Multi-byte character encodings
There are multi-byte character encodings (character encodings that can handle more than 256 different characters) that are also true extended ASCII. That means all ASCII characters are encoded with a single byte with the value that is used in ASCII to encode that character. UTF-8 is such a character encoding, as are some Extended Unix Code encodings. ISO/IEC 6937 is not extended ASCII, as the code value 0x24 corresponds to the general currency sign (¤) rather than to the dollar sign ($), but is an extended version of the International Reference Version of ISO 646.
They can be used in file formats where only ASCII bytes are used for keywords and file format syntax, while bytes 0x80-0xFF might be used for free text, including most programming languages, where language keywords, variable names, and function names must be in ASCII, but string constants and comments can use non-ASCII characters. This makes it much easier to introduce a multi-byte character set into existing systems that use extended ASCII.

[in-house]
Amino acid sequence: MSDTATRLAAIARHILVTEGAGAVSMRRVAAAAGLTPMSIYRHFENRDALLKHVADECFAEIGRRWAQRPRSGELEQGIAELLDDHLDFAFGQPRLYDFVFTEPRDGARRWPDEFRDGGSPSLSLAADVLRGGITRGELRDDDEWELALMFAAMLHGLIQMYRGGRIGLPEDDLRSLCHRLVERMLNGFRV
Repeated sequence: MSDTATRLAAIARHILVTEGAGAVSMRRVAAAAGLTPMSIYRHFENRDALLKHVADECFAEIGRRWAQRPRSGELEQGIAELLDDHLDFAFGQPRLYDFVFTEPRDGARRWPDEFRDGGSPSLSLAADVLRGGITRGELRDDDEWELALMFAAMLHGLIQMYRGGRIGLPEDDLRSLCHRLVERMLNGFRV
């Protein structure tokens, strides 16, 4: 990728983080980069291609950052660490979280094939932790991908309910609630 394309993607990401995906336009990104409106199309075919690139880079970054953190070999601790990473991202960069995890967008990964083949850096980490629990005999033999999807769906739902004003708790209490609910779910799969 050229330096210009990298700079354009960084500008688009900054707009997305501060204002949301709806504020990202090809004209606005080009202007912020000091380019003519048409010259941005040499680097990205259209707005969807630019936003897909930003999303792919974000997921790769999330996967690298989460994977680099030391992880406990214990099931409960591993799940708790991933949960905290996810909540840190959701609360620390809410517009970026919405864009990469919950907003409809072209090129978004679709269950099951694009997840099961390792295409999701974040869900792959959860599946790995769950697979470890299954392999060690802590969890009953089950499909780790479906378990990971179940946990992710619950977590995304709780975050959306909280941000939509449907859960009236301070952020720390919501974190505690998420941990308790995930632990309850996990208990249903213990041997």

Other character encodings such as Shift JIS and UTF-16 are not true extended ASCII, since ASCII bytes (0x00-0x7F) can appear as part of other characters. Sometimes Shift JIS is called extended ASCII since ASCII characters are stored as ASCII bytes (except for the backslash; its position is used for the yen character), but multi-byte characters can also include ASCII bytes. Shift JIS can directly be used in programming languages and languages such as HTML, since the bytes used for free text delimiters are not used as part of non-ASCII characters. UTF-16 is even less extended ASCII since ASCII characters are stored as two bytes with the other one equal to 0x00. Porting an existing system to support character sets as Shift JIS or UTF-16 is complicated and bug prone.